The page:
Barrick Gold (NYSE:GOLD) is set to release its third-quarter earnings on Oct. 26. With earnings season upon us, are you finding yourself interested but equally worried about drowning in a flood of facts and figures? It's not uncommon during this time of year. Let's prepare by keying in on three things we can expect management to address in its report.
Rumor has it
Undoubtedly, management will pay considerable attention to one of the company's priorities for 2016: improving its balance sheet. Through the first half of 2016, Barrick has paid down $968 million of its debt -- nearly half of its fiscal 2016 debt reduction goal of $2 billion. So keep an eye on further progress made in the recent quarter toward achieving that target. But the amount of debt may not be the only point of interest.
Also look for management to address the mining industry's speculation that Barrick is seeking to sell its 64% equity stake in Acacia -- valued at approximately $1.9 billion -- to help finance its debt reduction strategy. Management has made it clear that it's willing to sell its non-core assets to help pay down its debt, but it hasn't revealed any specific deals.
Forecasting improved performance in 2016, management expects to profit from Acacia even if it remains in the company's portfolio. In Barrick's 40-F from 2015, management forecast 2016 gold production to fall between 480,000 ounces and 500,000 ounces -- a year-over-year improvement from the 468,000 ounces of production in 2015. In addition, the company expects to further benefit from a reduction in costs. Whereas all-in sustaining costs totaled $1,112 per gold ounce in 2015 at the Acacia mine, management expects this figure to fall between $950 and $980 per gold ounce in 2016.
Lucky number six
Besides reducing its debt, one of Barrick's priorities for 2016 is to improve its free cash flow. In fact, it has set the ambitious target of generating free cash flow per share even if the price of gold were to fall to $1,000 per ounce.
Through the first half of the year -- during which the average spot price of gold was $1,221 per ounce -- the company has performed well, reporting $455 million in free cash flow.
In fact, the second quarter of 2016 marked the fifth consecutive quarter in which Barrick has reported free cash flow. And with the price of gold hovering around $1,300 per ounce in the third quarter, expect Barrick to improve its streak to six consecutive quarters.
Management attributes its free cash flow growth, in large part, to its ability to consistently lower capital expenditures; however, on the Q2 conference call, it indicated that capex spending will rise in the second half of the year. And this won't be the only factor compromising free cash flow growth. Barrick's CFO, Catherine Raw, stated on the call that the third quarter is expected to be the highest in terms of all-in sustaining costs for the year.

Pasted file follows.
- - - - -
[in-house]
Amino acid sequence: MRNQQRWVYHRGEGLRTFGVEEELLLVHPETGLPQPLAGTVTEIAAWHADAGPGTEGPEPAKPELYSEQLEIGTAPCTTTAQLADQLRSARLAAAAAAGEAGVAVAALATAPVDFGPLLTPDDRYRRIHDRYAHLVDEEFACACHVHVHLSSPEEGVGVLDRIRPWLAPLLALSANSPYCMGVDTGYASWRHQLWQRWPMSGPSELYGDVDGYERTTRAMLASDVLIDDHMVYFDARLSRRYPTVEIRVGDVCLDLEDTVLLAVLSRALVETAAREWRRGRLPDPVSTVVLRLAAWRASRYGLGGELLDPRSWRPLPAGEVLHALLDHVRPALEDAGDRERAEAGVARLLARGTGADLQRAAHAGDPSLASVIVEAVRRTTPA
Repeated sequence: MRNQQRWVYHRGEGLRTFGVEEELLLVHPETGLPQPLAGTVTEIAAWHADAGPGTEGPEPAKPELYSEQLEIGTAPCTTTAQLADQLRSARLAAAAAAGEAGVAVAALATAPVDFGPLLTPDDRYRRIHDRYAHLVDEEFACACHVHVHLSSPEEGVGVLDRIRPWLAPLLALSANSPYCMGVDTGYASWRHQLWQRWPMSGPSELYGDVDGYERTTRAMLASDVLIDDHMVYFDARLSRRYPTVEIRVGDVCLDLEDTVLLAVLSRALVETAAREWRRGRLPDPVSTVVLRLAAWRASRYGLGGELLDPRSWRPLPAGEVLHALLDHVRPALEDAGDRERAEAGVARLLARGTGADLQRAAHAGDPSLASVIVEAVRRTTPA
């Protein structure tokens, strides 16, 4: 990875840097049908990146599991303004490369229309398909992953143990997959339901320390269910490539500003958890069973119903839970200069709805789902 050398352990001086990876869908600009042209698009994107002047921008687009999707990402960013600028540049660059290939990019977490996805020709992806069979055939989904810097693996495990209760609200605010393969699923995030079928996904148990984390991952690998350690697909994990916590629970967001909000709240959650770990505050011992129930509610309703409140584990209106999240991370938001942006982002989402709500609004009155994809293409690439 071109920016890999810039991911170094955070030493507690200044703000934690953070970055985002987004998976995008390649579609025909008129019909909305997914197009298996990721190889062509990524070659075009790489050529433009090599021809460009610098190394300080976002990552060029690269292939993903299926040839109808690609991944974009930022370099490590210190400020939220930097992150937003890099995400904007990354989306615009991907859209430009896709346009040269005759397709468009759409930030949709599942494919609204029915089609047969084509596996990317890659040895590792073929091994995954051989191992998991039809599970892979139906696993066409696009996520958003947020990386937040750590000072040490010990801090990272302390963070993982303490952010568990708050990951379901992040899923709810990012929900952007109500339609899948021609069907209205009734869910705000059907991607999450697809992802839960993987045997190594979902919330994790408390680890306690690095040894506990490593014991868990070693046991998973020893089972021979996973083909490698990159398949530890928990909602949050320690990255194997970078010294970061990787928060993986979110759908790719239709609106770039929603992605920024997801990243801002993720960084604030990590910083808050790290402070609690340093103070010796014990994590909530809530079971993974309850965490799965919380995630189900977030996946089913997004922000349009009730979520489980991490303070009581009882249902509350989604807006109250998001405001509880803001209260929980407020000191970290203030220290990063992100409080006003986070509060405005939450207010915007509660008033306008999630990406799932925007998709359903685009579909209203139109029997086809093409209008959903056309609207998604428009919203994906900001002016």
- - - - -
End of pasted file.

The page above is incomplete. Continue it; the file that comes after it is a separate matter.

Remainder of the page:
Elaboration on digitization
Lastly, investors should expect management to address Barrick's recent partnership with Cisco (NASDAQ:CSCO) to -- as stated in the press release -- "drive Barrick's digital reinvention." Working together at the Cortez mine in Nevada, the two companies will deploy sensing technology throughout the mine to produce real-time operational data.
The digitization of the Cortez mine is expected to improve not only environmental and safety performance but also the management of energy, water, and emissions. Consistent with management's long-term vision for the company, the digital reinvention of Barrick is meant "to help Barrick deliver on its vision of growing free cash flow per share over the long term."
During the Q2 earnings presentation, management provided improved full-year guidance for Cortez, estimating the mine's AISC to fall between $520 and $550 per ounce. It will be interesting to see if management further improves upon the guidance in light of the partnership with Cisco and when it expects to deploy this technology at any of its other mines.
With its eyes on reducing debt and growing free cash flow, Barrick's management is clearly working to secure the company's long-term success, and I'd be surprised if the company's third-quarter earnings don't reflect the fruits of this labor. Though there may be a slowdown in the rate at which the company is growing free cash flow, I expect the company to remain on track to achieve its goal of reducing debt by $2 billion for 2016.
One additional thing I'll be looking for is an update on the temporary closure of the company's Veladero mine. Though it had initially suggested that the closure wouldn't have a material impact on the company's earnings, management has not recently reaffirmed this position, so it'll be interesting to see if management provides further commentary.